First Arctic Wolves return to Alaska after 16 months in Iraq
November 28, 2006
FORT RICHARDSON, Alaska (Army News Service, Nov. 28, 2006) - Two days after Thanksgiving, the families of the 172nd Stryker Brigade Combat Team had a lot to be thankful for as three planeloads of the "Arctic Wolves" returned from a 16-month deployment to Iraq.
Fort Wainwright welcomed more than 620 Soldiers and Fort Richardson welcomed another 215 troops Nov. 25. More flights through this week and next were expected to get more than 3,720 Stryker Soldiers back home by Dec. 5.
For many of the returning Soldiers, the homecoming was a bit of a deja vu. Some 380 of the 172nd Soldiers came home to Fort Wainwright in July before their unit's deployment was extended four additional months.
More than 300 of the Soldiers rejoined their units in Iraq, this time to conduct combat operations in Baghdad. They had previously been operating in the northern provinces of Iraq, mainly in Anbar, Rawaha and Mosul.
The day before the first of the brigade Soldiers returned to Alaska, their fellow 172nd Stryker Brigade Combat Team members cased their colors in a ceremony Nov. 24 outside the Division Morale Welfare and Recreation complex at Camp Liberty, Iraq. The ceremony marked the official end of combat operations for the unit.
"The Arctic Wolves have accomplished a great deal in the last 16 months: successful partnership and COIN (counter insurgency) success in Northern Iraq, protecting the population and reducing the EJK (extra-judicial killing) violence in our focus areas of Baghdad," said Col. Mike Shields, the brigade commander, at the ceremony.
Shields acknowledged the losses the 172nd suffered in carrying out its mission. Twenty-six members of the 172nd Soldiers died and another 350 Soldiers were wounded in action during the past 16 months, said Maj. Michael Blankartz, the brigade public affairs officer.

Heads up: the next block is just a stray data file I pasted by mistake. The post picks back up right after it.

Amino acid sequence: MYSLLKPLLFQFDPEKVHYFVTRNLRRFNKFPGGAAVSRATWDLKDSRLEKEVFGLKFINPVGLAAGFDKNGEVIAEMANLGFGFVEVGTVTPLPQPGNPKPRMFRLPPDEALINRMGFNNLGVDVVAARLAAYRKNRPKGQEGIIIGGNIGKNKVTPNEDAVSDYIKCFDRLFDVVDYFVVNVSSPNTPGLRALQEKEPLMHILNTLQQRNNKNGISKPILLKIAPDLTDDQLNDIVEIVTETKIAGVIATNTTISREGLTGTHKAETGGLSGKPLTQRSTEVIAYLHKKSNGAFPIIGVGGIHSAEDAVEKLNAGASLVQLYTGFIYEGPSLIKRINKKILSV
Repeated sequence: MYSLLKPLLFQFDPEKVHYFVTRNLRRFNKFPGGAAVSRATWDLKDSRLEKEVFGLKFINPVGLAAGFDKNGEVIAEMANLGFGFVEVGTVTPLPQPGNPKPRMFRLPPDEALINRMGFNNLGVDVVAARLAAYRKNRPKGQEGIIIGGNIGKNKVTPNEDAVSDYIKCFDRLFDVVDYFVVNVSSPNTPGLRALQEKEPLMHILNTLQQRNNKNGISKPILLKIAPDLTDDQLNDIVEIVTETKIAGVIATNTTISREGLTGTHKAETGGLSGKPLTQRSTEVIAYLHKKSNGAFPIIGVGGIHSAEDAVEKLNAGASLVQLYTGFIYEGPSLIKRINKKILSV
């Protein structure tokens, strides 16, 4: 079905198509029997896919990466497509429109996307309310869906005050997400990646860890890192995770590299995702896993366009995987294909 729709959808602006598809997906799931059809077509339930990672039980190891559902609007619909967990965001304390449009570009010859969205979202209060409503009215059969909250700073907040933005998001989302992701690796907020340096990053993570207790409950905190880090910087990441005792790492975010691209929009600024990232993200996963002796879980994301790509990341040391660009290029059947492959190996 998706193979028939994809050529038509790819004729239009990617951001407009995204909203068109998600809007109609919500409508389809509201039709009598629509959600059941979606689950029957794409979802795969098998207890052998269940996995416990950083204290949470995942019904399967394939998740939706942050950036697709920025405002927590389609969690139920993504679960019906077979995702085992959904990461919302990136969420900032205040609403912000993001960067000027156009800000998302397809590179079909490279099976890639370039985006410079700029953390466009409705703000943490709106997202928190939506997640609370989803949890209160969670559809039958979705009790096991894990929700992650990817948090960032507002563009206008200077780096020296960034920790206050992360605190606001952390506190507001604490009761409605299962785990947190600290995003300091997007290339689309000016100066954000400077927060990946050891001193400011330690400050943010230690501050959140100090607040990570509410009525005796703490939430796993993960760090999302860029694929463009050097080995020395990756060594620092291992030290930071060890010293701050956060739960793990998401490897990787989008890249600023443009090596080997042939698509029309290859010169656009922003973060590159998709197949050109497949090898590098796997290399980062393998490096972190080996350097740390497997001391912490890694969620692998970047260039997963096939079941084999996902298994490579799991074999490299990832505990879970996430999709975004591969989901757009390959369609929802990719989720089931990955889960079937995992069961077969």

"It is time for one of the greatest brigades in our Army's history to case the colors and return home," Shields said. "We will never forget the sacrifices of our Soldiers, our families and our children."
Staff Sgt. Yvonne Smith, a command group administrative assistant for the brigade, said she was hopeful their presence made a difference.
"Hopefully our presence here brought a lot of organizations together so that we have a sense of what we need to do next, without sacrificing lives of Soldiers and Iraqis," Smith said. "It should be taken as a lesson learned. It's not the Strykers alone. It's engaging the people and showing them you are human."
Blankartz said the Arctic Wolves had five Silver Star Medal recipients and the pack received the Valorous Unit Award from Gen. George C. Casey, commander of Multinational Force Iraq, for its exceptional service.
"For the strength of the pack is the wolf," Shields said, quoting Rudyard Kipling to close the ceremony. "And the strength of the wolf is the pack."
The Fairbanks community plans to roll out the red carpet for the entire 172nd pack during a Dec. 12 welcome-home ceremony in Fairbanks at Carlson Center, the city's arena. Two days later, another ceremony will combine a reflagging of the brigade to the 1-25th Stryker Brigade Combat Team and change of command and reflaggings and changes of command for all battalions.
Although the 172nd's journey from Baghdad to Kuwait to Alaska came with heart-warming welcomes from family and friends, the Soldiers returned to quite a different atmosphere outside.
Alaska has dealt with a deep freeze during the last several weeks, with
unseasonably low temperatures in the minus-20s in Fairbanks and around 0 in
Anchorage. Those conditions were expected to improve as the week progresses.
(Brian Lepley serves in the U.S. Army Alaska Public Affairs Office. Spc. L.B. Edgar is assigned to the 7th Mobile Public Affairs Detachment.)